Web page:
The rural population in Nigeria is reported at 51.4% which accounts for slightly more than half of our total population; 50% of whom are women. Recognizing this fact and the urgent need to address the issue of Gender Based Violence (GBV) on a grass root level in rural and peri-rural communities; the WARIF Foundation in partnership with the ACT Foundation implemented the WARIF Gatekeepers Project.
The project was launched in 2017 with the successful training of 500 traditional birth attendants across 15 Local Government Areas (LGAs) in Lagos State who served as first responders to cases of rape and sexual violence. The second cycle the following year was an equal success with the inclusion of law enforcement agents as secondary gatekeepers; these officers were trained on the right protocols to address cases of sexual violence as well as the importance of sensitivity when addressing the affected survivors.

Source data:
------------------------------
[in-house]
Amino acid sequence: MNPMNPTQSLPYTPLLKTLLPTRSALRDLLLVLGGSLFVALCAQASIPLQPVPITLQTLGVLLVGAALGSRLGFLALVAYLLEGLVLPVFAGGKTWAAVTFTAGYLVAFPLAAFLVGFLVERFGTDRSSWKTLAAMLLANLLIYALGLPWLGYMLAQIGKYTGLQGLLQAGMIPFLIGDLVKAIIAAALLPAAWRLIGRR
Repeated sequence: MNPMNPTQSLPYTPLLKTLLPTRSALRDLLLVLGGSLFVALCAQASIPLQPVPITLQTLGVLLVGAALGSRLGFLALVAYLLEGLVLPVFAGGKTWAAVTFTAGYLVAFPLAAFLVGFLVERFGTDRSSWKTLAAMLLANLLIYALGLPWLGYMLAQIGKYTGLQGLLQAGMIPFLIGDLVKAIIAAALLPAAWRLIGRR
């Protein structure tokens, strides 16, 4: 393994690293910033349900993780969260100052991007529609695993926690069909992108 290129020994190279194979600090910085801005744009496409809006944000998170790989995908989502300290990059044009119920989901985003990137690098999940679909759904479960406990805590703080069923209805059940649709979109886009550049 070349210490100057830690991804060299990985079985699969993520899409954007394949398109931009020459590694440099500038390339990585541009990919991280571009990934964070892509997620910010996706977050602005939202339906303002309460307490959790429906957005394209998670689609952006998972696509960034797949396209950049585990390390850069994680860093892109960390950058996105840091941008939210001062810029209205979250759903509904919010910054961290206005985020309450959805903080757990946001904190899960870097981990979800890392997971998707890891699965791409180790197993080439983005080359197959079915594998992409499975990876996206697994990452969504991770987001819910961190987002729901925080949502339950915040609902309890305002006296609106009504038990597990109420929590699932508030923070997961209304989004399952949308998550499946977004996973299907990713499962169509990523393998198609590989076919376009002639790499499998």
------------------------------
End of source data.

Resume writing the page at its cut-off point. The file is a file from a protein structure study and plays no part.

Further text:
This approach to tackling this issue has had a significant positive impact on the number of cases now being identified and treated in these once hard to reach communities and ensuring that no woman is left behind in addressing this problem.
With the support of ACT Foundation, WARIF has successfully trained 1,000 Traditional Birth Attendants and 100 Law Enforcement Officers for the two implemented cycles of the project.
WARIF is currently embarking on Cycle 3 of the Gatekeepers and has recognized another key stakeholder to be included in this project cycle – Religious Leaders. Sponsored by ACT Foundation, the project fosters good relationships between the TBAs and Law Enforcement Agents to ensuring that survivors receive the assistance needed and cases reported in a timely fashion.